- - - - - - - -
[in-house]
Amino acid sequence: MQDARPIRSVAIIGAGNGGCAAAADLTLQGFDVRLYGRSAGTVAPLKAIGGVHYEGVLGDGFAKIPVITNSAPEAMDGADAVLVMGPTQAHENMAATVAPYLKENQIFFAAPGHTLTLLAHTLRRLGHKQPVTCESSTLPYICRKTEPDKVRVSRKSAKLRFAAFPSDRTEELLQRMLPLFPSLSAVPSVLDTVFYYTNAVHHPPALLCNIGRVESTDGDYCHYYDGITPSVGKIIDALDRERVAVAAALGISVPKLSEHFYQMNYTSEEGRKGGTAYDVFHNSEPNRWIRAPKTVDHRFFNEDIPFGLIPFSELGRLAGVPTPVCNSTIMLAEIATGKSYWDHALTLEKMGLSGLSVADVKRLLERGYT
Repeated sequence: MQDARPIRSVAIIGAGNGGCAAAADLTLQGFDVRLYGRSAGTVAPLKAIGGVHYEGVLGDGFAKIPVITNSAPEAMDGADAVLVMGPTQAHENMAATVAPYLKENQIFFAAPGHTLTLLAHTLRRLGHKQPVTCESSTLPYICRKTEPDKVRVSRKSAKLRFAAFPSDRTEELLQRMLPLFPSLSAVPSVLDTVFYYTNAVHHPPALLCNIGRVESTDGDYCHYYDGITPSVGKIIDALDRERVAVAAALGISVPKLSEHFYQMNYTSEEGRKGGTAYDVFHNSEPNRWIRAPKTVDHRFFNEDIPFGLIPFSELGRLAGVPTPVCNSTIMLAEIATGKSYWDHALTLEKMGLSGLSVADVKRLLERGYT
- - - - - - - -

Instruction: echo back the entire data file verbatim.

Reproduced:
[in-house]
Amino acid sequence: MQDARPIRSVAIIGAGNGGCAAAADLTLQGFDVRLYGRSAGTVAPLKAIGGVHYEGVLGDGFAKIPVITNSAPEAMDGADAVLVMGPTQAHENMAATVAPYLKENQIFFAAPGHTLTLLAHTLRRLGHKQPVTCESSTLPYICRKTEPDKVRVSRKSAKLRFAAFPSDRTEELLQRMLPLFPSLSAVPSVLDTVFYYTNAVHHPPALLCNIGRVESTDGDYCHYYDGITPSVGKIIDALDRERVAVAAALGISVPKLSEHFYQMNYTSEEGRKGGTAYDVFHNSEPNRWIRAPKTVDHRFFNEDIPFGLIPFSELGRLAGVPTPVCNSTIMLAEIATGKSYWDHALTLEKMGLSGLSVADVKRLLERGYT
Repeated sequence: MQDARPIRSVAIIGAGNGGCAAAADLTLQGFDVRLYGRSAGTVAPLKAIGGVHYEGVLGDGFAKIPVITNSAPEAMDGADAVLVMGPTQAHENMAATVAPYLKENQIFFAAPGHTLTLLAHTLRRLGHKQPVTCESSTLPYICRKTEPDKVRVSRKSAKLRFAAFPSDRTEELLQRMLPLFPSLSAVPSVLDTVFYYTNAVHHPPALLCNIGRVESTDGDYCHYYDGITPSVGKIIDALDRERVAVAAALGISVPKLSEHFYQMNYTSEEGRKGGTAYDVFHNSEPNRWIRAPKTVDHRFFNEDIPFGLIPFSELGRLAGVPTPVCNSTIMLAEIATGKSYWDHALTLEKMGLSGLSVADVKRLLERGYT